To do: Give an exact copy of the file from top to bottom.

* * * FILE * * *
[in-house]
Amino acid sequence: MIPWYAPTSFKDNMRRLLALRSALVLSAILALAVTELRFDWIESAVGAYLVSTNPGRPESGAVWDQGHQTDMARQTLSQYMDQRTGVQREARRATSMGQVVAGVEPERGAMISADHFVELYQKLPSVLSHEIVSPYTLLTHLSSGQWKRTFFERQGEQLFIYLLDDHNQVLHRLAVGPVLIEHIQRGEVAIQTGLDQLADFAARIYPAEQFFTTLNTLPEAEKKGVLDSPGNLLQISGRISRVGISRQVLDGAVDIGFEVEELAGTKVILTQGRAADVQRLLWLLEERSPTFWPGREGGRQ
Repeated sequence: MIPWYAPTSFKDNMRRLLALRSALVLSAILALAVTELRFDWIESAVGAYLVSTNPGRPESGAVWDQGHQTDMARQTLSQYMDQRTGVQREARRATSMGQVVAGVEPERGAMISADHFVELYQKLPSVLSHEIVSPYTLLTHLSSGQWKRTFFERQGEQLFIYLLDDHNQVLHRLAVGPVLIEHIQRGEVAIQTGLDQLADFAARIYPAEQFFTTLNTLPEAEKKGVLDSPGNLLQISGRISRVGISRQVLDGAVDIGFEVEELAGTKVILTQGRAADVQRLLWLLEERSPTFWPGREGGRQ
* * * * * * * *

[in-house]
Amino acid sequence: MIPWYAPTSFKDNMRRLLALRSALVLSAILALAVTELRFDWIESAVGAYLVSTNPGRPESGAVWDQGHQTDMARQTLSQYMDQRTGVQREARRATSMGQVVAGVEPERGAMISADHFVELYQKLPSVLSHEIVSPYTLLTHLSSGQWKRTFFERQGEQLFIYLLDDHNQVLHRLAVGPVLIEHIQRGEVAIQTGLDQLADFAARIYPAEQFFTTLNTLPEAEKKGVLDSPGNLLQISGRISRVGISRQVLDGAVDIGFEVEELAGTKVILTQGRAADVQRLLWLLEERSPTFWPGREGGRQ
Repeated sequence: MIPWYAPTSFKDNMRRLLALRSALVLSAILALAVTELRFDWIESAVGAYLVSTNPGRPESGAVWDQGHQTDMARQTLSQYMDQRTGVQREARRATSMGQVVAGVEPERGAMISADHFVELYQKLPSVLSHEIVSPYTLLTHLSSGQWKRTFFERQGEQLFIYLLDDHNQVLHRLAVGPVLIEHIQRGEVAIQTGLDQLADFAARIYPAEQFFTTLNTLPEAEKKGVLDSPGNLLQISGRISRVGISRQVLDGAVDIGFEVEELAGTKVILTQGRAADVQRLLWLLEERSPTFWPGREGGRQ